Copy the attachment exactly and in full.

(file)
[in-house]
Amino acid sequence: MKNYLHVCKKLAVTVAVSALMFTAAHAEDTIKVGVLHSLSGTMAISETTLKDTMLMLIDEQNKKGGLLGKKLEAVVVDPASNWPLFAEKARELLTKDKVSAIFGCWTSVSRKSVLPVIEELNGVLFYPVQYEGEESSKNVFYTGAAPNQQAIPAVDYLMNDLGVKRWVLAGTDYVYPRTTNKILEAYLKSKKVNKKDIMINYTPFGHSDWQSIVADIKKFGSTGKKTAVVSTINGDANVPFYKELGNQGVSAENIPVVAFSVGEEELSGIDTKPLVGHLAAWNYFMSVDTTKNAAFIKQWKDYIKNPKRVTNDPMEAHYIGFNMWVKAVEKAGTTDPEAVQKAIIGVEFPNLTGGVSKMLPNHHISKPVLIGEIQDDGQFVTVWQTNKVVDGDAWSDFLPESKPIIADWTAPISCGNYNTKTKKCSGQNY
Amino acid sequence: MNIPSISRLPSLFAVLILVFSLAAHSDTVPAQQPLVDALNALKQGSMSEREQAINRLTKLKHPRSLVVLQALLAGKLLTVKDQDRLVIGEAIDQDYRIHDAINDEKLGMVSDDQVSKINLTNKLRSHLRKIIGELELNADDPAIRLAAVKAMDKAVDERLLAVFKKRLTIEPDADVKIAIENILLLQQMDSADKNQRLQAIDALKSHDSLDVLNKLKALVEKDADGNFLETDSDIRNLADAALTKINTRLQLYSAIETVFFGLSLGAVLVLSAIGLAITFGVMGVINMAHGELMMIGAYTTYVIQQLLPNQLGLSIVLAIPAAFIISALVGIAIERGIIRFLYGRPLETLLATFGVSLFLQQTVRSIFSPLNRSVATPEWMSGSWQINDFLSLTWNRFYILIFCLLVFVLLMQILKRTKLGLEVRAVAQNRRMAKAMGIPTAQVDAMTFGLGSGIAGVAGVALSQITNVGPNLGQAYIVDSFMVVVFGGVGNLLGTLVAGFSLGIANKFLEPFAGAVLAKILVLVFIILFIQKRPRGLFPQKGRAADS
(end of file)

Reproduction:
[in-house]
Amino acid sequence: MKNYLHVCKKLAVTVAVSALMFTAAHAEDTIKVGVLHSLSGTMAISETTLKDTMLMLIDEQNKKGGLLGKKLEAVVVDPASNWPLFAEKARELLTKDKVSAIFGCWTSVSRKSVLPVIEELNGVLFYPVQYEGEESSKNVFYTGAAPNQQAIPAVDYLMNDLGVKRWVLAGTDYVYPRTTNKILEAYLKSKKVNKKDIMINYTPFGHSDWQSIVADIKKFGSTGKKTAVVSTINGDANVPFYKELGNQGVSAENIPVVAFSVGEEELSGIDTKPLVGHLAAWNYFMSVDTTKNAAFIKQWKDYIKNPKRVTNDPMEAHYIGFNMWVKAVEKAGTTDPEAVQKAIIGVEFPNLTGGVSKMLPNHHISKPVLIGEIQDDGQFVTVWQTNKVVDGDAWSDFLPESKPIIADWTAPISCGNYNTKTKKCSGQNY
Amino acid sequence: MNIPSISRLPSLFAVLILVFSLAAHSDTVPAQQPLVDALNALKQGSMSEREQAINRLTKLKHPRSLVVLQALLAGKLLTVKDQDRLVIGEAIDQDYRIHDAINDEKLGMVSDDQVSKINLTNKLRSHLRKIIGELELNADDPAIRLAAVKAMDKAVDERLLAVFKKRLTIEPDADVKIAIENILLLQQMDSADKNQRLQAIDALKSHDSLDVLNKLKALVEKDADGNFLETDSDIRNLADAALTKINTRLQLYSAIETVFFGLSLGAVLVLSAIGLAITFGVMGVINMAHGELMMIGAYTTYVIQQLLPNQLGLSIVLAIPAAFIISALVGIAIERGIIRFLYGRPLETLLATFGVSLFLQQTVRSIFSPLNRSVATPEWMSGSWQINDFLSLTWNRFYILIFCLLVFVLLMQILKRTKLGLEVRAVAQNRRMAKAMGIPTAQVDAMTFGLGSGIAGVAGVALSQITNVGPNLGQAYIVDSFMVVVFGGVGNLLGTLVAGFSLGIANKFLEPFAGAVLAKILVLVFIILFIQKRPRGLFPQKGRAADS